As influencers help fuel online get-rich-quick frenzy, FCA warns…
- Watchdog has sounded the alarm over investments promoted by internet celebrities
- The FCA said 8,582 misleading promotions were blocked or changed last year
- Regulator issued over 1,800 alerts to prevent savers losing money to scams
High profile: Reality TV star Kim Kardashian has been fined £1million by US regulators
The city’s watchdog has sounded the alarm over the safety of “get-rich-quick” savings and investments promoted by internet celebrities.
The Financial Conduct Authority (FCA) said a record 8,582 misleading promotions were blocked or altered last year, 14 times more than in 2021.
The regulator has also issued more than 1,800 alerts to prevent savers from losing money to scams, which have exploded since the pandemic.
The interventions came amid growing concern over the number of social media personalities posting questionable adverts for financial products.
There are concerns that these financial influencers – dubbed “fin-fluencers” by the FCA – could convince people to invest money in unsuitable or high-risk products. “End-fluencers are a growing concern for the regulator,” the FCA warned.
The watchdog said companies such as Facebook and Instagram owner Meta and YouTube parent Alphabet will now be held to higher standards to prevent such illegal ads. The move comes as a series of high-profile cases show growing fears over the involvement of social media personalities in finance. Reality star Kim Kardashian found herself in hot water last year after failing to reveal she had been paid over £200,000 by crypto firm EthereumMax to post an Instagram post on her untested EMAX crypto tokens.
Kardashian, who has 344 million followers on Instagram and nearly 75 million on Twitter, has been fined £1million by US regulators.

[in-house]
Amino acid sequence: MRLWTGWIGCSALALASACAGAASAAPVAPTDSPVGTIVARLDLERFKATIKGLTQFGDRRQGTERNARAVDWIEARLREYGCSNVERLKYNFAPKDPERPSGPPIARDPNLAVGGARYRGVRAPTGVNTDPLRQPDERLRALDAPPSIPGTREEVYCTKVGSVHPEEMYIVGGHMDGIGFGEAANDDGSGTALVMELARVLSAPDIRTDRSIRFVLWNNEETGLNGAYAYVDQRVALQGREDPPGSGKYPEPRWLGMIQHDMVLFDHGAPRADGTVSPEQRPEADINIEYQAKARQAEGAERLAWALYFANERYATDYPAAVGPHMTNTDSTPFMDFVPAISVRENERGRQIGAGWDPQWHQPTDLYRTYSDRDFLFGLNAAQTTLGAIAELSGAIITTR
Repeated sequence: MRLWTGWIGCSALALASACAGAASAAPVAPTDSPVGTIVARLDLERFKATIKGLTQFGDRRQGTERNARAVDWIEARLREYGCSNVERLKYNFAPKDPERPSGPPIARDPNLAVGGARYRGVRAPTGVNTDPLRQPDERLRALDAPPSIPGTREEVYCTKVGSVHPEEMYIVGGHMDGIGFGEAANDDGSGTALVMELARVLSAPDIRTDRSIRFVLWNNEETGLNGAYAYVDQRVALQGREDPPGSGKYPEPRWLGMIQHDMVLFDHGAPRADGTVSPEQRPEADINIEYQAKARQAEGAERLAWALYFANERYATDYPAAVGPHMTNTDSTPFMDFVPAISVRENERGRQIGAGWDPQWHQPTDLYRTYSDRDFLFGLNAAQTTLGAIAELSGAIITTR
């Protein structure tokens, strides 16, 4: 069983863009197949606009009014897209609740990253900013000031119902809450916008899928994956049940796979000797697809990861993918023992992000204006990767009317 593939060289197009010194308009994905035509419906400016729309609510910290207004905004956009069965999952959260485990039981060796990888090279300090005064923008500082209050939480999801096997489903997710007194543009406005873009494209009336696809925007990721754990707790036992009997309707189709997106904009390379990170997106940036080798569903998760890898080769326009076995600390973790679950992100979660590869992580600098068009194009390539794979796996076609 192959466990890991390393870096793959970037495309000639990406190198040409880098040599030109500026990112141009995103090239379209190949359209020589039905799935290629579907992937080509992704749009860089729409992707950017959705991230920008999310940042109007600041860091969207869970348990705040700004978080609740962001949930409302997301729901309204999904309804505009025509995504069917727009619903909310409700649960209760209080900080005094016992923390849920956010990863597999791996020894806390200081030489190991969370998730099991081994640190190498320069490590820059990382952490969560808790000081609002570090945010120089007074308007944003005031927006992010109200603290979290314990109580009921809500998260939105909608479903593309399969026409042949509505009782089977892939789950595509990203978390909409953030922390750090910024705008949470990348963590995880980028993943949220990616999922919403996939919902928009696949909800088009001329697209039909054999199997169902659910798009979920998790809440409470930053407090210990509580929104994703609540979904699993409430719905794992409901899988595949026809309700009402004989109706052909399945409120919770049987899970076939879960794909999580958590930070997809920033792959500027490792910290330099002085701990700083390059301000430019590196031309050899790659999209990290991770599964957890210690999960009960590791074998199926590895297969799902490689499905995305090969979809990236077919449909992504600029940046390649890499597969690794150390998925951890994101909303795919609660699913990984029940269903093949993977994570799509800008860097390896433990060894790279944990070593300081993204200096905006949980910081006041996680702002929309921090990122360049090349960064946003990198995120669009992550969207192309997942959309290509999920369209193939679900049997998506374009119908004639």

Regulators have warned the public to think twice before taking investment advice from celebrities and influencers.
Action movie star Steven Seagal and boxer Floyd Mayweather Jr have also been fined in recent years for flouting rules on crypto promotions.
Former Premier League footballer Michael Owen also came under fire last year for promoting a new crypto investment, saying it couldn’t lose value.
The former Liverpool and Real Madrid striker later deleted the tweet after discussions with the British advertising watchdog. FCA chief Charles Randell previously said influencers were guilty of fueling “get-rich-quick delusions” and echoed concerns about unregulated and risky investments.
Myron Jobson, senior personal finance analyst at Interactive Investor, said the rise of so-called fin-fluencers is a “headache” for regulators.
He said: “The fear is that the FCA has only caused a stir in its efforts to reverse the trend of misleading advertisements and financial scams.”
Jobson also discussed how social media is an “untameable beast” in the context of misleading advertisements. Damian Green, Conservative MP and Acting Chairman of the House of Commons Digital, Culture, Media and Sport Committee, welcomed the watchdog’s latest move to stamp out misleading financial adverts.
“It’s a new and wide open area for scammers who exploit the desire to get rich quick,” he said.
Green also warned that the biggest challenge for regulators would be staying ahead of the game, especially when more fraudsters are abusing vulnerabilities brought about by the cost of living crisis.
Sarah Pritchard, Executive Director of Markets at the FCA, said: “As households continue to be affected by the rising cost of living, the FCA is concerned that people struggling with their finances may be more susceptible to scammers or to high-risk advertisements, unregulated products.
She added that the FCA would continue to pressure social media companies to stop allowing illegal promotions that “put people’s hard-earned money at risk”.